Finally, I checked the length off and added 400 segments to the Resample.

Afterward, I put a Copy node into the Geometry box and increased the number of copies from 1 to 40 and its X translation from 0 to 0.03.

Then I right-clicked and dragged the Resample and Copy nodes to duplicate it and created a reference copy out of the copy node.

Then I added a Transform node to the original Copy Node and translated its Y as much as was needed for the animation.

The same process was done for the copied Copy Node, but in this case, the spline was meant to be rotated at -90 degrees on its X and translated on its Z.

Then I applied a Color, an Attribute Transfer Node, and a Sphere to the original Copy. I duplicated another Copy and Color node and translated the sphere near the vertical knit spline.

Then I changed the Attribute Transfer’s values to make the animation smooth.

Once this was done, I added an Attribute Wrangle node and linked it to both the Attribute Transfer and Transform Node.

To make the animation more “alive”, I middle-clicked the Transform Node and linked the Geometry Vop Global’s P to the pos’s Noise attribute and the Add’s Input Node.

Finally, I linked the Add’s Sum Attribute to the Geometry Vop Global Out’s P.

Then I keyframed the Attribute Waggler and the Attribute Vop Nodes and applied a Polywire to extrude the comp.

Then I exported the animation from Houdini as an FBX and imported it into Cinema 4D.

Once I noticed the knit was not long and tied enough, I returned to Houdini, changed some values on the rectangle and line nodes, and exported once again.

Then I added a dark RS Sky DomeLight, an RS Spot Light, and rough metal material to the Comp.

Then I targeted my camera to the logo by applying a Target tag and keyframed its position for the movement animation.

Once the keyframes were ready, I opened the F-Curve attributes and set the camera’s keys to Linear Type.

Finally, I put the knitting inside a Subdivision Surfaces Object as its child and increased its render subdivisions from 2 to 4.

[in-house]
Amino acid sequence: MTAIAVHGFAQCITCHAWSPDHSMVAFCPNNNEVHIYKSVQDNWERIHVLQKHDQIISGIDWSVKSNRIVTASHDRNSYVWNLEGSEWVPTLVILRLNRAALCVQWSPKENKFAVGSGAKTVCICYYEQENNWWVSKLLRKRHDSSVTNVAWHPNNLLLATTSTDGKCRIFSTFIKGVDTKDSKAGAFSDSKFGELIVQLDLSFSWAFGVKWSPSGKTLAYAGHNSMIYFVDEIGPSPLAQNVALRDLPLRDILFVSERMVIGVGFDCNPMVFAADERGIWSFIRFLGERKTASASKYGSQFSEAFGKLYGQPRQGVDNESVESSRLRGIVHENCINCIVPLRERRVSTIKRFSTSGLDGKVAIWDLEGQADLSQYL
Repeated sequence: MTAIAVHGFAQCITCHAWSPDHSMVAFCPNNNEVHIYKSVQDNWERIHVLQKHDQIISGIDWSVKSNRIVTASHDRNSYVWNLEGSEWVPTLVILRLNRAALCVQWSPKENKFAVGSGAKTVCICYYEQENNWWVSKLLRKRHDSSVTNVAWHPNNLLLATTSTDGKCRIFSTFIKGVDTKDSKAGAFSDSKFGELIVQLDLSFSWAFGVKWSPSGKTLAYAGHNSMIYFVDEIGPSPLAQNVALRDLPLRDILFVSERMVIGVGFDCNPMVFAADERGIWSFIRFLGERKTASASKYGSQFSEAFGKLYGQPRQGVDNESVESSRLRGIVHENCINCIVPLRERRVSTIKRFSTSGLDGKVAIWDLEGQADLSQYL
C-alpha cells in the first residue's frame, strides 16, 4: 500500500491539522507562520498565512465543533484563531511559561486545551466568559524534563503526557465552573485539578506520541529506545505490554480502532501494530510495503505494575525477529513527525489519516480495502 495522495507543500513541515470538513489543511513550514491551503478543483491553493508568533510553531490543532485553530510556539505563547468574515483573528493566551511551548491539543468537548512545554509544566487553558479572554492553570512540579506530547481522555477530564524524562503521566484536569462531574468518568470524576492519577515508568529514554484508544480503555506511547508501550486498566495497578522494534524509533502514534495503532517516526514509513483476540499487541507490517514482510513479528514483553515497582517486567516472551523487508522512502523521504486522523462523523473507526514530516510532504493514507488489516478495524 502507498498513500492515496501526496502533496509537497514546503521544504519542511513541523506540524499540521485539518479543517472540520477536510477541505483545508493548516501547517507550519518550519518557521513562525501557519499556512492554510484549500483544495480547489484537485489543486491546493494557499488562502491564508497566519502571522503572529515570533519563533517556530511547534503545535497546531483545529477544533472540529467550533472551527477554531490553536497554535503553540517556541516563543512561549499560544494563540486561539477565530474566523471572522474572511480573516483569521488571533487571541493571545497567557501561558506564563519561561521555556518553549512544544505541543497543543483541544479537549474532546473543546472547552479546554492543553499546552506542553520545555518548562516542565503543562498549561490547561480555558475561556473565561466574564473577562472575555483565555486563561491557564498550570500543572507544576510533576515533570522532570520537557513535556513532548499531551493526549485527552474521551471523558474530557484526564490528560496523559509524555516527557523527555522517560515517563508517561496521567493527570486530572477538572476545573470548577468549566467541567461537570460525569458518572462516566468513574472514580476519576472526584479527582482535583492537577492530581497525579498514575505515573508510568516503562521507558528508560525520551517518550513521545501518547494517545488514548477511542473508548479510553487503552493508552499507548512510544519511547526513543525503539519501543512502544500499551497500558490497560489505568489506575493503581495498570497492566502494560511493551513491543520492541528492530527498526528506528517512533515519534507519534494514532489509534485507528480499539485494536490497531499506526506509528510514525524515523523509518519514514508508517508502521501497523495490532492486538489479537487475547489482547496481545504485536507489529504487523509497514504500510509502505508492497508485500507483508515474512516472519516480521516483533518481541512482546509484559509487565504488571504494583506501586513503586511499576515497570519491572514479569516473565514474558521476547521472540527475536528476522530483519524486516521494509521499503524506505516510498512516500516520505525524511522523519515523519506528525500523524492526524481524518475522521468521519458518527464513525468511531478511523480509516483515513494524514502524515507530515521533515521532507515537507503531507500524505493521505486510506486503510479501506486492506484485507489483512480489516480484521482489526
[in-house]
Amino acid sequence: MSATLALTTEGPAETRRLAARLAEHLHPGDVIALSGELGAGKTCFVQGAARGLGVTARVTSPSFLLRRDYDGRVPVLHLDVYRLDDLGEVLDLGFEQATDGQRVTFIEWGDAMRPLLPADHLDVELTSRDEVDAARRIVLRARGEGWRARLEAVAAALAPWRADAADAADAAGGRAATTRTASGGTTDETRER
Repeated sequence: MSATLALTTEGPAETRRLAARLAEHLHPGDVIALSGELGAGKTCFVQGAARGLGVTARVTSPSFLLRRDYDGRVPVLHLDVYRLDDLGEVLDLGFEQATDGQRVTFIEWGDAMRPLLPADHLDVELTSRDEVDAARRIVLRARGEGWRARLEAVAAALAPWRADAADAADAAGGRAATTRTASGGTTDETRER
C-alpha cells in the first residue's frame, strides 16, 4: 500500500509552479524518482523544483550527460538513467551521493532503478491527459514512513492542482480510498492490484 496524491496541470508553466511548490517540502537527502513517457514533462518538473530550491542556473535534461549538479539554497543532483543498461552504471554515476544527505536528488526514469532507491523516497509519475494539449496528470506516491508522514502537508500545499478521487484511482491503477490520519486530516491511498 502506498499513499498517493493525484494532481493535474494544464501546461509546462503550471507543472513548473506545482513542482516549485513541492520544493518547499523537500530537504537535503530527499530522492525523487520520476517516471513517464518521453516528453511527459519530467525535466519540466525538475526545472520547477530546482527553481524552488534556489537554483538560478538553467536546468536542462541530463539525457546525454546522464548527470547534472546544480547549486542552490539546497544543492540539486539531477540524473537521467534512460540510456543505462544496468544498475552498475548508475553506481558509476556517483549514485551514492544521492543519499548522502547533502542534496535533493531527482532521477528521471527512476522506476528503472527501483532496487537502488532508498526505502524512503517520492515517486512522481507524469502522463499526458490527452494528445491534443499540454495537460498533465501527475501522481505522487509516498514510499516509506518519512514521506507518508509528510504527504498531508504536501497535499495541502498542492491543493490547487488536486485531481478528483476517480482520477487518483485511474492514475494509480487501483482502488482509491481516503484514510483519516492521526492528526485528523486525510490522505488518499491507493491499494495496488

When I finally had all my renders ready, I imported all my sequences into After effects to edit the video.

Once the video was edited, I imported the .mp4 into Premier to work on the audio transitions and the sound effects found on PixaBay. When also this process was ready, I exported the audio from Premiere as an mp3 file and imported it into After effects. Not exporting the whole video from Premiere would have allowed me to not lose the video’s quality.

Eventually, I did a simple fade-in and fade-out text animation and keyframed the source text.



Once I was done with the project, Mariana asked me to create a waterfall for the Showcase Projector.

So, I used the personal work composition I did last year and applied an Active Rigid Body tag and a Gravity field set to 1 to each object.

Then I added the needed AOVs to the render settings and rendered the sequence as a .exr file.

Finally, I imported the sequence to Ae, where I created a loop animation. Once the loop was made, I exported the file with the Render Queue Export ensuring to change the file type to Alpha + RGB. This process was essential to have a transparent background.

Then I imported the transparent animation to Photoshop and exported it as a Web Legacy Export to make the loop repeat itself forever.

Poster Animation:

In the end, I asked my classmates to send me a sequence of their best shots to project our work on the ramp’s wall near the posters. Once I got the sequences, I edited the video on After effects and applied an easy position and opacity animation to the credits, ensuring to keyframe also the text source.